Some men are asking what’s wrong with the PSA test since there has been controversy over its accuracy and reliability. Experts argue that the PSA is not that reliable because it can give false positive (indicating the presence of cancer that is not there) and false negative (missing prostate cancer that is there) results. Either one of these situations can present significant problems. Here are five problems associated with what’s wrong with the PSA test.
- Concern about false-positive results that are caused by elevated PSA levels from a situation, condition, or event that has nothing to do with having prostate cancer
- Men having to undergo invasive, stressful, expensive or time-consuming follow-up tests that are not necessary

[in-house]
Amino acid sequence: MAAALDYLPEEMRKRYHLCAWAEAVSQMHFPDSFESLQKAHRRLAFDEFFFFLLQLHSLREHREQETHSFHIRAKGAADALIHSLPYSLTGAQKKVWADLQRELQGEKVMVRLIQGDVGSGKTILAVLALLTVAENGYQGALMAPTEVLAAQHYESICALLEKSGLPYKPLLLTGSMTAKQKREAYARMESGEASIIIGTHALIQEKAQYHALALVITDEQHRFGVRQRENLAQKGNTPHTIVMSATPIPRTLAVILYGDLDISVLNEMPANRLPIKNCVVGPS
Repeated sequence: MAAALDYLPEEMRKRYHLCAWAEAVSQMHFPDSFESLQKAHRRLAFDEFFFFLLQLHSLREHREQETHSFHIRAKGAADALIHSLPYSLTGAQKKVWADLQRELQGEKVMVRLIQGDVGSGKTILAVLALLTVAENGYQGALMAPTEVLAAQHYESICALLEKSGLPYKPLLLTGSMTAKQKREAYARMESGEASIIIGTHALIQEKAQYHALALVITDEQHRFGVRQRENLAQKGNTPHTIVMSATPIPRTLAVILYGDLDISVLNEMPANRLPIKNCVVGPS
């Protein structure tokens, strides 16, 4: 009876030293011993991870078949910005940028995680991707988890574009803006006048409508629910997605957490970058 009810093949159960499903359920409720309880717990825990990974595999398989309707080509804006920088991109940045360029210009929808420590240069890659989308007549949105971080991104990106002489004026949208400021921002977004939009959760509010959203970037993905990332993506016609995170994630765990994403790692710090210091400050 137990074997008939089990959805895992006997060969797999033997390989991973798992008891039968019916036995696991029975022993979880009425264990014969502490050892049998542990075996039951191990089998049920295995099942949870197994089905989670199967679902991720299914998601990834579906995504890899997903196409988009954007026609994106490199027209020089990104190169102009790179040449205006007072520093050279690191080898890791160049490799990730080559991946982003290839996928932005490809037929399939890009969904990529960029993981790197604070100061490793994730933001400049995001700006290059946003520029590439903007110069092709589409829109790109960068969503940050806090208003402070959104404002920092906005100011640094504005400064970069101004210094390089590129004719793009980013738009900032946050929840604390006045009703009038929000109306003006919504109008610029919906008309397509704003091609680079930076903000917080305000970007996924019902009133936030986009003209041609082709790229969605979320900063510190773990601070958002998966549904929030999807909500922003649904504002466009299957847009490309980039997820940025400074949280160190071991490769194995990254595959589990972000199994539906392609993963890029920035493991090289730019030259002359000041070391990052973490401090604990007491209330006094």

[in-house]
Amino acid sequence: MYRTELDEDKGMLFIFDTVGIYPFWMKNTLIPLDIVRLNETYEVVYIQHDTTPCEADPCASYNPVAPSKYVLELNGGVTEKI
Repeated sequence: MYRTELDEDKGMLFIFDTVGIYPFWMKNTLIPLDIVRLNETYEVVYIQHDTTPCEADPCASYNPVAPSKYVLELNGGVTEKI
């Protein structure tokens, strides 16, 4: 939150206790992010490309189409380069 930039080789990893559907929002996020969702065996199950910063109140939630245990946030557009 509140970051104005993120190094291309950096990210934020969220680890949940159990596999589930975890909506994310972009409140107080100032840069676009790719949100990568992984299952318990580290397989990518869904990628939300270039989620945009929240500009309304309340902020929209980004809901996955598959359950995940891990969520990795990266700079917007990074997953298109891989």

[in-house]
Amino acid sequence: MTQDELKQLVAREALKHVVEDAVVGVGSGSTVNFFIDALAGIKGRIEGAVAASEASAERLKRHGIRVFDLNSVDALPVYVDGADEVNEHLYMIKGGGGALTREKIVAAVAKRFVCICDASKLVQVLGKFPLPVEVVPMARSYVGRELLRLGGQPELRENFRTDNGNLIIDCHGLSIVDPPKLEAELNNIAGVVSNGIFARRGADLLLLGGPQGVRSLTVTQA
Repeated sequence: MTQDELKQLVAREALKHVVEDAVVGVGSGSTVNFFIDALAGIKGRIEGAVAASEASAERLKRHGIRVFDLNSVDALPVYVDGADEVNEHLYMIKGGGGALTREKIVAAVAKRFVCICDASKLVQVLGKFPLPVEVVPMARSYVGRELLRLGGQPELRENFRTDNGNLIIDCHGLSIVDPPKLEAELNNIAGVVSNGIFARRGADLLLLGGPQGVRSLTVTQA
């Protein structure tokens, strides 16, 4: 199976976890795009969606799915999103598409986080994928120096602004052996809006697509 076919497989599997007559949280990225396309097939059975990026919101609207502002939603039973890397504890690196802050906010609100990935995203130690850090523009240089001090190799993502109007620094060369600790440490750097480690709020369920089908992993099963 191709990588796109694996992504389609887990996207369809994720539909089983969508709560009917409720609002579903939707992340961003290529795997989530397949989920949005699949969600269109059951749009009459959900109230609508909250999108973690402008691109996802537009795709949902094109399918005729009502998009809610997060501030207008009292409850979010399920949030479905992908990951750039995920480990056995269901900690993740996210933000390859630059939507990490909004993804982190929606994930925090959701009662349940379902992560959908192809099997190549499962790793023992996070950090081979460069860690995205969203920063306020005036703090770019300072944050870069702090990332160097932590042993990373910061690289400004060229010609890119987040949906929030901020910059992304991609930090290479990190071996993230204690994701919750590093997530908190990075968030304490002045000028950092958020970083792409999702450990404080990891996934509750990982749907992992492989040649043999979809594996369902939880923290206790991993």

- Getting a false-negative result, leading to a missed diagnosis of aggressive prostate cancer that needs treatment, which may come too late
- Men experiencing anxiety or stress caused by knowing they have a slow-growing cancer that doesn’t need treatment
- Men who choose to have surgery, radiation, or other treatments that cause side effects that are more harmful than leaving the cancer untreated
Despite the problems posed by the current PSA testing procedures, this blood test is still considered to be an important part of screening for prostate cancer. Use of the PSA test, along with a digital rectal examination, a thorough medical and family history, and a review of risk factors for prostate cancer, should be considered when screening is done.
Men need to know that an elevated PSA level does not automatically mean a diagnosis of prostate cancer; in fact, high PSA readings can be caused by a number of factors not related to prostate cancer at all. It should be remembered that the PSA test is simply one tool in a doctor’s bag when evaluating the prostate.
Read more in our Prostate Cancer Health Center.